​From the heightened, the emotionally fraught, the mythological to the domestic, the dramatic, the scene shifts once again, as does the tone of the episode, transporting us to Shadow's previous home, that he once shared with his wife, whom he discovered in the last episode is not only dead thanks to a car crash, but was also engaged in a torid affair with his best friend.
 
These moments of slowness, as Shadow moves wordlessly through the house, finding spectres of unwelcome memory in every room, help to cleanse the palate; slowing the pace a little, lending another layer of significance to events, but also building the character through whose eyes the audience observes this strange and yet familiar world.
 
Shadow has a chance to genuinely flex his muscles in this episode, now that the thorny business of establishment is out of the way: we see more of just how broken he is, how he genuinely doesn't care what happens from this moment on, and is only along with Wednesday because he has nowhere else to be and nothing else to live for. The scene at his former home serves to a draw a line under everything he assumed about himself and his former life, as everything is packed and shipped away, the house left empty, Shadow himself likewise.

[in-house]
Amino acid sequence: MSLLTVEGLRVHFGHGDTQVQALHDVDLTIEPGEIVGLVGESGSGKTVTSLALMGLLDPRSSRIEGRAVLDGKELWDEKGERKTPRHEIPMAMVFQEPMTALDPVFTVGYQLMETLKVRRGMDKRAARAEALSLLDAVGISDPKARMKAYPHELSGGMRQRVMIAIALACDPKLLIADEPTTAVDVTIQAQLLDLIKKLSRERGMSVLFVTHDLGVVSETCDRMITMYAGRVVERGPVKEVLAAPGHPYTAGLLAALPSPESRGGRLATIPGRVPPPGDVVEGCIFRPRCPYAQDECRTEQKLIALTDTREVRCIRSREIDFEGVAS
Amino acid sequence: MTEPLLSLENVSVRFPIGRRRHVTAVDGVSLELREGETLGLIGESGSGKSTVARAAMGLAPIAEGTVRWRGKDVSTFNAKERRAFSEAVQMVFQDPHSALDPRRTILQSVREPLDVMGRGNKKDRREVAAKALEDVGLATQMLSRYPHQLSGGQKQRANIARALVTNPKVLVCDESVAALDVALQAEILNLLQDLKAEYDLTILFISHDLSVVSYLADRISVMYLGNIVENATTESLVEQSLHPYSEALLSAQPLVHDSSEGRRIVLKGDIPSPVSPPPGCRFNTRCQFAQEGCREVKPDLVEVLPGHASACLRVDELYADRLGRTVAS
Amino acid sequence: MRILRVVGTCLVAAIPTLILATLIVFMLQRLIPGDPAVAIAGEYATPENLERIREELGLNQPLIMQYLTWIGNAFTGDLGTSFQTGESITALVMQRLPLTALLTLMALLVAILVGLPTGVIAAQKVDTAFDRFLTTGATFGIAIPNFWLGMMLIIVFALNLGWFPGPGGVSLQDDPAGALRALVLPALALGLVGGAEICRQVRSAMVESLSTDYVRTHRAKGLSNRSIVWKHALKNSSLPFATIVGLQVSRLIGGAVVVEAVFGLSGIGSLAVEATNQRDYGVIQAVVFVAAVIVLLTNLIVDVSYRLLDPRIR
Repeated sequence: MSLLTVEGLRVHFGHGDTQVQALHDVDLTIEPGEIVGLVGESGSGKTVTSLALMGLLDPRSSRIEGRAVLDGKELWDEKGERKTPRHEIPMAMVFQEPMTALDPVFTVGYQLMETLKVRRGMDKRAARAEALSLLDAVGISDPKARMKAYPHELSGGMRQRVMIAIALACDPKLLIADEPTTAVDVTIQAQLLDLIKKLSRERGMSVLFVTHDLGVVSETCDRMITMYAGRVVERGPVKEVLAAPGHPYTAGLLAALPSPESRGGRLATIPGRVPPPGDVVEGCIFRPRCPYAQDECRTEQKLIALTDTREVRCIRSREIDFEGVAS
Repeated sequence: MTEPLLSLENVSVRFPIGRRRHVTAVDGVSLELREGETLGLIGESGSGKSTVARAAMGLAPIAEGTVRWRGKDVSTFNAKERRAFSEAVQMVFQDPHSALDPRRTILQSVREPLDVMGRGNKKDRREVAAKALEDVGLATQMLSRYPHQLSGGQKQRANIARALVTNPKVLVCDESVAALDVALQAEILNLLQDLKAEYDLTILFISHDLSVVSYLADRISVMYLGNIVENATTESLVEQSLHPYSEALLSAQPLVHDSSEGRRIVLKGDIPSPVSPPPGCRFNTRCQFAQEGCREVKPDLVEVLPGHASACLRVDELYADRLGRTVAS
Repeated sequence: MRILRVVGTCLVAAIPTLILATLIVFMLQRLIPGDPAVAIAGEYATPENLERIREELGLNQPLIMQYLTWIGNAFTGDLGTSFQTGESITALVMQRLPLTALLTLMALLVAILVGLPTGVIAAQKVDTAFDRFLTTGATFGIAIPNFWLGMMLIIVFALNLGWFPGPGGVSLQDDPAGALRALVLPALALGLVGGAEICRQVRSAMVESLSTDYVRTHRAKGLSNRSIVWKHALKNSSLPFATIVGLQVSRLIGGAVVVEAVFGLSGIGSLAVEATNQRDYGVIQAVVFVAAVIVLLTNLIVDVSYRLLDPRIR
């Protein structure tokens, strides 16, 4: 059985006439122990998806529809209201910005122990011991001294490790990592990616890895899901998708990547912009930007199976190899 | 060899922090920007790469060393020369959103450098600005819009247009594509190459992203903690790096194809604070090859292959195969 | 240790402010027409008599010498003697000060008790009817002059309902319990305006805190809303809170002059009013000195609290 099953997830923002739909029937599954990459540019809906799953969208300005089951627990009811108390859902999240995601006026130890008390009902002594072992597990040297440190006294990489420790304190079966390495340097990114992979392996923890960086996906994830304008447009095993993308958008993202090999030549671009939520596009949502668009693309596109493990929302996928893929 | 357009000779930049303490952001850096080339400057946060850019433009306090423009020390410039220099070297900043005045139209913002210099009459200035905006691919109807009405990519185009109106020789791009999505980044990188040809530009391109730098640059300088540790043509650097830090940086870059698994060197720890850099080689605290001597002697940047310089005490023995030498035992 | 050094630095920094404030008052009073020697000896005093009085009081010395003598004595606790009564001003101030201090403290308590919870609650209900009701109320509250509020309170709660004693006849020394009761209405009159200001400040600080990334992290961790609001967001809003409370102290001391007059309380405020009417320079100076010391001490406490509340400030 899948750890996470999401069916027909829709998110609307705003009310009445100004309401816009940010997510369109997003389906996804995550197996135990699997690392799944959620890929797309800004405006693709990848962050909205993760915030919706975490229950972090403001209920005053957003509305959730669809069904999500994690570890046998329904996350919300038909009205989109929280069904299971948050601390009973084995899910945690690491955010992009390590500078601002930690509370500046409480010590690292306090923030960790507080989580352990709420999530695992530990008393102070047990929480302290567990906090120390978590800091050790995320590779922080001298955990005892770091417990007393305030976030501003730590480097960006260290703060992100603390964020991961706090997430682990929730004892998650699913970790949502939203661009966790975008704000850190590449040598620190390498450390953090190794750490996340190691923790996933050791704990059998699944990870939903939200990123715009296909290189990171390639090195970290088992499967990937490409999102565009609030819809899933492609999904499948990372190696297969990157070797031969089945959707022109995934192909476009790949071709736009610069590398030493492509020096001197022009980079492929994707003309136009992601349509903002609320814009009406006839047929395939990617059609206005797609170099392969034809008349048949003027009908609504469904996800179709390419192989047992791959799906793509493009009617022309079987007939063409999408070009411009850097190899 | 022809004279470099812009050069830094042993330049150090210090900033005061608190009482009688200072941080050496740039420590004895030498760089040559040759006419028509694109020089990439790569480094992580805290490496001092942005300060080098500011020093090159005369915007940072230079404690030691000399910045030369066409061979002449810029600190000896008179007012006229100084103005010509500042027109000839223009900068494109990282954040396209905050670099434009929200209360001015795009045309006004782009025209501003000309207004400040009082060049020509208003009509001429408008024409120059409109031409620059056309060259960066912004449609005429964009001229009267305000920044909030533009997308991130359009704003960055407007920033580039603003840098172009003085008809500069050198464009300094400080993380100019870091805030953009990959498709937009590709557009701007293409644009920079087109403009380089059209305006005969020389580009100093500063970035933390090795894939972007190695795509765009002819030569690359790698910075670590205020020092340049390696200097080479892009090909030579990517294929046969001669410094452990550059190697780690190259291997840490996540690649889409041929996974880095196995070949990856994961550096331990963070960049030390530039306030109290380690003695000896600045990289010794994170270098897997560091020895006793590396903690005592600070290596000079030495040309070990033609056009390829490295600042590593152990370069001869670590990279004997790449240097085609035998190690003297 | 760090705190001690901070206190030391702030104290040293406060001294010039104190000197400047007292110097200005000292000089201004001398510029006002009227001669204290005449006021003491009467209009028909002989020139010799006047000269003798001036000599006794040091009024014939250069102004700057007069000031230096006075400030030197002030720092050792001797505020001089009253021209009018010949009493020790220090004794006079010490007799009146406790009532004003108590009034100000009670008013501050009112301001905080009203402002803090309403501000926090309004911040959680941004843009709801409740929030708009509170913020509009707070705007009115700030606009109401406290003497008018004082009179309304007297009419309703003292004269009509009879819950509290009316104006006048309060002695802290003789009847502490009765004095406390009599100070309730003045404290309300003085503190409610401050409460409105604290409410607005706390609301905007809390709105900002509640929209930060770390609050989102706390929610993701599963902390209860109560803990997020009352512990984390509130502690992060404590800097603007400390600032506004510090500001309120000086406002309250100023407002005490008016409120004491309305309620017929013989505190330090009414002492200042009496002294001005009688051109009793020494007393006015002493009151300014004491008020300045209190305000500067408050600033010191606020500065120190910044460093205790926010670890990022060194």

Again, the landscapes and geography of the USA have as much a part to play as the nation's history, as does the accrued mythology and poetry of that nation: Shadow and Mr. Wednesday engage in the classic road-voyage across states and through their myriad landscapes, the camera lingering on them in the manner of a road movie, whilst other, older and newer forces seethe all around.